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Show that f is constant

  1. Feb 10, 2009 #1
    1. The problem statement, all variables and given/known data
    Show that f(x) = arcsin(x) + arccos(x) = constant, for [tex] -1 \leq x \leq 1[/tex]


    2. Relevant equations
    Some theorem involving continuity or inverse functions


    3. The attempt at a solution
    The theorem is easy for the interval with strict bounds (differentiability on open interval and we get f'(x) = 0, so f constant on that interval), but how do I show this for the end points? The hint is to "show and use continuity" but I'm pretty sure I need to use a theorem about inverse functions. I'm just not sure how to deal with the end points -1 and 1. Any help is appreciated.
     
  2. jcsd
  3. Feb 10, 2009 #2

    Office_Shredder

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    Gold Member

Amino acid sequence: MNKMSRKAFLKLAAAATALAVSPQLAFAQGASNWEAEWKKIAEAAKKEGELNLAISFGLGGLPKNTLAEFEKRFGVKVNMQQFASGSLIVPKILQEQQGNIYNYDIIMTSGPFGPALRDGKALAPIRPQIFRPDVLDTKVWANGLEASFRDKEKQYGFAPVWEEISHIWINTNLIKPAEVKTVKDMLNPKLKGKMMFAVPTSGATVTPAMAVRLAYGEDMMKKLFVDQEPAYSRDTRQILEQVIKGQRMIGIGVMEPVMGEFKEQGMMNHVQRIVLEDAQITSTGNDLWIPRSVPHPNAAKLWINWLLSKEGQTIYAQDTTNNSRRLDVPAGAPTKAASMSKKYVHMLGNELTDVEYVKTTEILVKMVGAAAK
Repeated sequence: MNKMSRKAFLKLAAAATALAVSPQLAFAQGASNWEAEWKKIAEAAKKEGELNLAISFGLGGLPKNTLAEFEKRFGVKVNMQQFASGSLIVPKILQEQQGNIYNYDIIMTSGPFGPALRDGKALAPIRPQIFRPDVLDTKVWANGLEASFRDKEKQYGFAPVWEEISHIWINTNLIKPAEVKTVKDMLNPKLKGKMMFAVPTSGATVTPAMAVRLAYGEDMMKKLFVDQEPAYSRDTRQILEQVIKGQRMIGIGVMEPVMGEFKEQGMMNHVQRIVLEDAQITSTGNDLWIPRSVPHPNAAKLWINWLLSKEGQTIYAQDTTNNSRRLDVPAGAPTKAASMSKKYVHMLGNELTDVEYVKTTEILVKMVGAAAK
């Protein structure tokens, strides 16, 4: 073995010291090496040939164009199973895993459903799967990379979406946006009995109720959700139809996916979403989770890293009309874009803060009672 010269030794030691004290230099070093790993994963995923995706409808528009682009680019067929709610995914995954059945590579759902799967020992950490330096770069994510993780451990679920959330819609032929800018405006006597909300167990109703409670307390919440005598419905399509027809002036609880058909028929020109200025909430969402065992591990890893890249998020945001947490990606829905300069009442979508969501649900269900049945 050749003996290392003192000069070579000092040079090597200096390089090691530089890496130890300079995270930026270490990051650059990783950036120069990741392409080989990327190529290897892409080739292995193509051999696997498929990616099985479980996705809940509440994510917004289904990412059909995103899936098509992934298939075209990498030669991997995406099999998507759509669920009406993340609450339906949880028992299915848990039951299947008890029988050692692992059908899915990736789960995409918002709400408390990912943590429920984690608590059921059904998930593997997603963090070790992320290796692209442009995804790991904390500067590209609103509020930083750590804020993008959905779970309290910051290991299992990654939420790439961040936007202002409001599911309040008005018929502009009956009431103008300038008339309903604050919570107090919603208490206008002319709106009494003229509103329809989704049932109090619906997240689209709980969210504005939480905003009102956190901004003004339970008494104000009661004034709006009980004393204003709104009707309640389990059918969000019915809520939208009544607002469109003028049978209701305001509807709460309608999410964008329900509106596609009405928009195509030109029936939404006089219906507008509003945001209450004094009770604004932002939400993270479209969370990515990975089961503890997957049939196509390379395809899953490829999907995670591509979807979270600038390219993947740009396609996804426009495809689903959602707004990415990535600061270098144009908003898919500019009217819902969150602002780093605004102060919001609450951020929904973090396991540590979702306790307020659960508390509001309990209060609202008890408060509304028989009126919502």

arcsin(x) and arccos(x) are continuous on the closed interval [-1,1] so arcsin(x) + arccos(x) is too. Then you can take a sequence of points converging to, say, 1 (you do -1 as a separate case). You use the fact that arcsin(x) + arccos(x) is continuous plus the fact that you know the value of arcsin(x) + arccos(x) for each point in the sequence
     
  4. Feb 11, 2009 #3

    Mark44

    Staff: Mentor

    Here is a simpler approach that uses only basic trig and the ideas of inverse functions.
    Let w = arcsin(y)

    Draw a right triangle with angle w at left, and right angle at right, with altitude y and hypotenuse 1. The remaining angle, at the top, is (pi/2 - y).
    Then sin(w) = y and cos(pi/2 -w) = y.
    So w = arcsin(y) and pi/2 - w = arccos(y), hence arcsin(y) + arccos(y) = pi/2, a constant.

    The range that is common to both arcsin and arcsin is [0, pi/2], so the representation of w as an angle in the first quadrant is, I believe, all we need.
     
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